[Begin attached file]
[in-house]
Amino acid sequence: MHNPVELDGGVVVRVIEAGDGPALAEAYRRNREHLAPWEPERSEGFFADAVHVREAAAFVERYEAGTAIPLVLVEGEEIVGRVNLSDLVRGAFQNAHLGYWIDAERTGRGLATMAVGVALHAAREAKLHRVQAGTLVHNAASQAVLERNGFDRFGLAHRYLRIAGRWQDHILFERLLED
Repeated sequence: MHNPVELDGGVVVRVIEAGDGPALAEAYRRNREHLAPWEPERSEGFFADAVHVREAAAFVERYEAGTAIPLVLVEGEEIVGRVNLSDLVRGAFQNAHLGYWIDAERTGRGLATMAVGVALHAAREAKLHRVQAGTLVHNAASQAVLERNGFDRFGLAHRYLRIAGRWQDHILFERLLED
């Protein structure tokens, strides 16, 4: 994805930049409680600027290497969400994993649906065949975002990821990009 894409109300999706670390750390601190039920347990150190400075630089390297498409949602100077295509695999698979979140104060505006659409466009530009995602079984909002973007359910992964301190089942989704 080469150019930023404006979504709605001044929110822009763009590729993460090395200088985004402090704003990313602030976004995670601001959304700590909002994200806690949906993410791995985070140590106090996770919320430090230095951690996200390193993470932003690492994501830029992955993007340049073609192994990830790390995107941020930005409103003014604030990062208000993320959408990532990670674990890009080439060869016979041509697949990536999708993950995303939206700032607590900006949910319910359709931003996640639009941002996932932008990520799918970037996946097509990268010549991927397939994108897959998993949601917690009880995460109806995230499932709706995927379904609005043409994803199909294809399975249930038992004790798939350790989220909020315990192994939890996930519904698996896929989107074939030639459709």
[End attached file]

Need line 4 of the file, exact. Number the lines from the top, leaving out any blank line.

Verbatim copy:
């Protein structure tokens, strides 16, 4: 994805930049409680600027290497969400994993649906065949975002990821990009 894409109300999706670390750390601190039920347990150190400075630089390297498409949602100077295509695999698979979140104060505006659409466009530009995602079984909002973007359910992964301190089942989704 080469150019930023404006979504709605001044929110822009763009590729993460090395200088985004402090704003990313602030976004995670601001959304700590909002994200806690949906993410791995985070140590106090996770919320430090230095951690996200390193993470932003690492994501830029992955993007340049073609192994990830790390995107941020930005409103003014604030990062208000993320959408990532990670674990890009080439060869016979041509697949990536999708993950995303939206700032607590900006949910319910359709931003996640639009941002996932932008990520799918970037996946097509990268010549991927397939994108897959998993949601917690009880995460109806995230499932709706995927379904609005043409994803199909294809399975249930038992004790798939350790989220909020315990192994939890996930519904698996896929989107074939030639459709």